Are we all already cyborgs?
That’s what thinkers like Donna Haraway believe. In her classic essay, “A Manifesto for Cyborgs,” she argues:
By the late twentieth century, our time, a mythic time, we are all chimeras, theorized and fabricated hybrids of machine and organism – in short, cyborgs… The cyborg is a condensed image of both imagination and material reality, the two joined centers structuring any possibility of historical transformation.
But what does this mean for the future of technology? In a recent talk at Nerd Nite NYC, Implosion Labs Founder Danya Glabau explained for an audience of tech and culture enthusiasts in Gowanus, Brooklyn.
Among the many implications for real-world technological development, the philosophical figure of the cyborg encourages us to:
- Rewrite our origin myths. As technology changes, our traditional stories about how the past informs the present and what counts as progress become less useful for the decisions we currently face. Cyborgs, as hybrids of machines and living beings, encourage us to rethink our origin myths and understanding of progress to better match the tools and possibilities that we currently face.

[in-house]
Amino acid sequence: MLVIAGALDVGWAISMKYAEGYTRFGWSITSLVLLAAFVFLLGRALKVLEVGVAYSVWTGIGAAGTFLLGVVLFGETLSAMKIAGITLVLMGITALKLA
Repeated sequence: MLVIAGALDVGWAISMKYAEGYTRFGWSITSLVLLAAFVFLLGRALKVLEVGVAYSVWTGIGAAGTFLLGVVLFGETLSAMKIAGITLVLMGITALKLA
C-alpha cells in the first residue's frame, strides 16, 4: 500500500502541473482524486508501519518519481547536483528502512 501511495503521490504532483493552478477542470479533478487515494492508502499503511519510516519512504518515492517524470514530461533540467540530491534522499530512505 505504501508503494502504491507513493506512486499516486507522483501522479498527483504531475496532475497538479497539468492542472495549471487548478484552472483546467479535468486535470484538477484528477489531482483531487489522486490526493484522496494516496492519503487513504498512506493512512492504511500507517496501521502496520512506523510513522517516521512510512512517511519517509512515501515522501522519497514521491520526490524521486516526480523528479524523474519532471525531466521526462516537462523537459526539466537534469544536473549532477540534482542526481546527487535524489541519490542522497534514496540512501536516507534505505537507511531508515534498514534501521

- Rethink the mind/body divide. Consumer tech like wearables and the ubiquitous use of smartphones extend our memory and knowledge base, even though we interact with them through our hands and bodies. These are great examples of how technologies are breaking down traditional divisions between mind and body.
- Understand the changing face of labor. With outsourcing, miniaturization, automation, and now artificial intelligence, the jobs humans do are changing, as are the kind and number of people who are doing them. Technological changes are forcing us to have difficult conversations about what work will look like in the future.
- Invent new metaphors. We might not yet have all the words and mental frameworks we will need to think about the future of technology. Cyborg theory encourages us to experiment with language to come up with new metaphors for the relationship between humans and technology.
- Finally, remember that technology is made by people. We should never forget that most technologies changing our world were conceived and made by people. People have control over future technologies – and can reclaim control over old ones that seem to have run amok.